Haaretz reports that Palestinian negotiator Saeb Erekat said if the United States continues to stymie the Palestinian efforts to get a state recognized by the United Nations, the Palestinian Authority should be dismantled. [PA President Mahmoud Abbas] should throw the keys in their faces”.

        “If the United States wants the Palestinian Authority to continue to exist, then the price is the establishment of a Palestinian state in keeping with the 1967 borders, with East Jerusalem as its capital,” Erekat told the envoys, according to a transcript of his remarks that appeared in the Al-Ayam newspaper.

        “But if the United States vetoes accepting Palestine to the United Nations in the Security Council, uses its financial aid to the PA as political blackmail and leaves Israel as the source of authority, then in my opinion, the PA must cease to exist.”

        “Israel’s actions in the field effectively canceled Oslo years ago,” . . . “The Palestinian Authority has a mission called independence,” Erekat said. “If the PA cannot achieve independence, it’s better that it didn’t exist at all.” link to

        Fayyad recently stated that if Israel doesn’t grant the Palestinians their freedom, they will instantly demand Israeli citizenship and the right to vote. Abbas has repeatedly stated that he will dissolve the PA and let Israel take over, e.g. link to

        The US and Israel can accept either alternative as the basis for future negotiations, but the PA is about to adopt a full-blown anti-apartheid campaign that Diana Bhutto, Ali Abunimah, have been recommending for years and the Arab Quartet have signaled that a UN veto will result in disastrous consequences for US-Arab relations.

      • CigarGod
        July 26, 2011, 9:24 am

        The only border/territory plan that has a chance (long term), imo.

  4. Lexikon
    July 25, 2011, 4:36 pm

    Correct me, if needed, but ICJ is open only to UN members or to states with permission from the UNSC.

    And the UN membership also depends of UNSC approval.

    • mig
      July 25, 2011, 6:11 pm

      “Correct me, if needed, but ICJ is open only to UN members”

      ++++ No. Even non-UN state can bring case to ICJ.

      “Only States (States Members of the United Nations and other States which have become parties to the Statute of the Court or which have accepted its jurisdiction under certain conditions) may be parties to contentious cases.

      The Court is competent to entertain a dispute only if the States concerned have accepted its jurisdiction in one or more of the following ways:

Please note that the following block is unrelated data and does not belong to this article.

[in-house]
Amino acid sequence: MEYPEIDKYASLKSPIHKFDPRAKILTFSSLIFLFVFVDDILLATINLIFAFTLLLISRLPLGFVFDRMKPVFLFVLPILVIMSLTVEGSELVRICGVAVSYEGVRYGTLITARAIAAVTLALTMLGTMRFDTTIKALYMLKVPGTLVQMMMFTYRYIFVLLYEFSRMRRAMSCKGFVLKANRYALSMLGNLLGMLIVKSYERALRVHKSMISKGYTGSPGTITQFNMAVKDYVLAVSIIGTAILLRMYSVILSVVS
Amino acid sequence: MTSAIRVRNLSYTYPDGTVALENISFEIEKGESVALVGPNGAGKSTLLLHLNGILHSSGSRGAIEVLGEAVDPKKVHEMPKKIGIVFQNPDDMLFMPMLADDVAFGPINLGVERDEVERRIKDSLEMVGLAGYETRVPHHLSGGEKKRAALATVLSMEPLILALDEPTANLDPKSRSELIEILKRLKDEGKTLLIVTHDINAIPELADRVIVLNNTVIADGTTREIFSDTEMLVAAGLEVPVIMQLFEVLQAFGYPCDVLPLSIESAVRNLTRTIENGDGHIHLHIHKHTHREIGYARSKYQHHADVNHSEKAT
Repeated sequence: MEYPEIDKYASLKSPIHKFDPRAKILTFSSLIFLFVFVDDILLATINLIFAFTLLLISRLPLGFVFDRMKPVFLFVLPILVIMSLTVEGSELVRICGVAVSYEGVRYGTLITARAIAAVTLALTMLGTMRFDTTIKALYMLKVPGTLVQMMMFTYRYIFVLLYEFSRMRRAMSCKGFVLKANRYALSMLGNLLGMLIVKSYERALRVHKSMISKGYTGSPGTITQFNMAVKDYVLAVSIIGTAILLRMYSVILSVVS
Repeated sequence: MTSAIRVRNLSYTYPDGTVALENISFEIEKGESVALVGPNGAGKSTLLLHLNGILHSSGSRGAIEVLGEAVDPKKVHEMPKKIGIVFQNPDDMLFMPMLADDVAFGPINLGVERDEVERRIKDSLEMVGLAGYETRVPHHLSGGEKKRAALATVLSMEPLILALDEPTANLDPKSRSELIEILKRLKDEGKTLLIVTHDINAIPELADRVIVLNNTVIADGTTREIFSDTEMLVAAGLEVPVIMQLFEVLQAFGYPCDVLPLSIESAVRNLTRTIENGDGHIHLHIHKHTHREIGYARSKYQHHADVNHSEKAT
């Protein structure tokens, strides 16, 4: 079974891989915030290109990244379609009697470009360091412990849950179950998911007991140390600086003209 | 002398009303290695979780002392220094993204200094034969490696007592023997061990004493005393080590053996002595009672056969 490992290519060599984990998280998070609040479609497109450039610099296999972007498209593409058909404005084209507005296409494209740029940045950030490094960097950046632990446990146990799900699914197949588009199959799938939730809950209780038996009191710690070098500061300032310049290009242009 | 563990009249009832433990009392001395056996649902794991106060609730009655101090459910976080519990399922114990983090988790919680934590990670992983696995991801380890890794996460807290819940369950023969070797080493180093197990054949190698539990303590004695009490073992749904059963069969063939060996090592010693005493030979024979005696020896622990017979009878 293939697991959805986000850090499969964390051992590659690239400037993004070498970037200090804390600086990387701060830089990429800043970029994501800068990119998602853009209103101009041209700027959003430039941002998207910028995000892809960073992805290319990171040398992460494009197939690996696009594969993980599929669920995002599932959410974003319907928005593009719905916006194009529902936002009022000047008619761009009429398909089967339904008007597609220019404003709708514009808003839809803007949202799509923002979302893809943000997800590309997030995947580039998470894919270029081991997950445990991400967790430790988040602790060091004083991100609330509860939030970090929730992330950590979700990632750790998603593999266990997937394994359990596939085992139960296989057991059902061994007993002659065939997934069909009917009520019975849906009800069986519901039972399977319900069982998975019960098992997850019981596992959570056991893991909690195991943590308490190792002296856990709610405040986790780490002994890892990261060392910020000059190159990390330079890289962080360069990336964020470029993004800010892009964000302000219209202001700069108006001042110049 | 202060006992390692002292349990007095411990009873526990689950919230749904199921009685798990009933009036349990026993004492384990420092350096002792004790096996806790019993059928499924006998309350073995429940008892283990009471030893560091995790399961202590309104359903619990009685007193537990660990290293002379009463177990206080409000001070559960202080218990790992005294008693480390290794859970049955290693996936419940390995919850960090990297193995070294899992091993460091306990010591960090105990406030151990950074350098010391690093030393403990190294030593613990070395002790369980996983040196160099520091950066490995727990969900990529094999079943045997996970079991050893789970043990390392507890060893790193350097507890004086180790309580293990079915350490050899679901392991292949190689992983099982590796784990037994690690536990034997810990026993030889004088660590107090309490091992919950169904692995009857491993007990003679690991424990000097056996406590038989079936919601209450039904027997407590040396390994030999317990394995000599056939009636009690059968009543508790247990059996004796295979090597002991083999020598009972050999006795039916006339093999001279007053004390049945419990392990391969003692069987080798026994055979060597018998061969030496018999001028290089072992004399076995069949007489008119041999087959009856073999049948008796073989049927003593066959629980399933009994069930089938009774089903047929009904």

by entering into a special agreement to submit the dispute to the Court;
      by virtue of a jurisdictional clause, i.e., typically, when they are parties to a treaty containing a provision whereby, in the event of a dispute of a given type or disagreement over the interpretation or application of the treaty, one of them may refer the dispute to the Court;
      through the reciprocal effect of declarations made by them under the Statute whereby each has accepted the jurisdiction of the Court as compulsory in the event of a dispute with another State having made a similar declaration. A number of these declarations, which must be deposited with the United Nations Secretary-General, contain reservations excluding certain categories of dispute.”

      link to

      “or to states with permission from the UNSC.”

      ++++ Going to ICJ doesnt need SC permission.

      “And the UN membership also depends of UNSC approval.”

      ++++ Not exactly so. Original text says like this :

      ” States are admitted to membership in the United Nations by decision of the General Assembly upon the recommendation of the Security Council.”

      link to

      Now here lies a trick. Because every state has done a binding affirmation when they joined to UN, that they will not vote against membership application by any joining state. Some will do and has done so anyway ( example in Kosovo case), but if majority votes yes, its there then.

      And if example US votes in SC nay, it can be bypassed through Uniting for peace – resolution, and thats it then also.

    • Hostage
      July 25, 2011, 6:41 pm

      Correct me, if needed, but ICJ is open only to UN members or to states with permission from the UNSC.

      A state does not need to be a member of the UN to become a party to the ICJ statute, but it does need a UNSC recommendation and approval from the General Assembly.

      Any State recognized in a General Assembly resolution can deposit an instrument of accession to the Rome Statute of the ICC with the Secretary-General without UNSC permission. See The “Vienna formula”; the “all States formula”; the practice of the General Assembly in “Summary of Practice of the Secretary-General as Depositary of Multilateral Treaties”

      There has been some discussion regarding the desirability of obtaining an advisory opinion about the right of the permanent members to veto membership applications, since it appears to be a procedural matter with no connection to the maintenance of peace and security. See the link to the Palestine Studies article on UN Options at the link in my post above.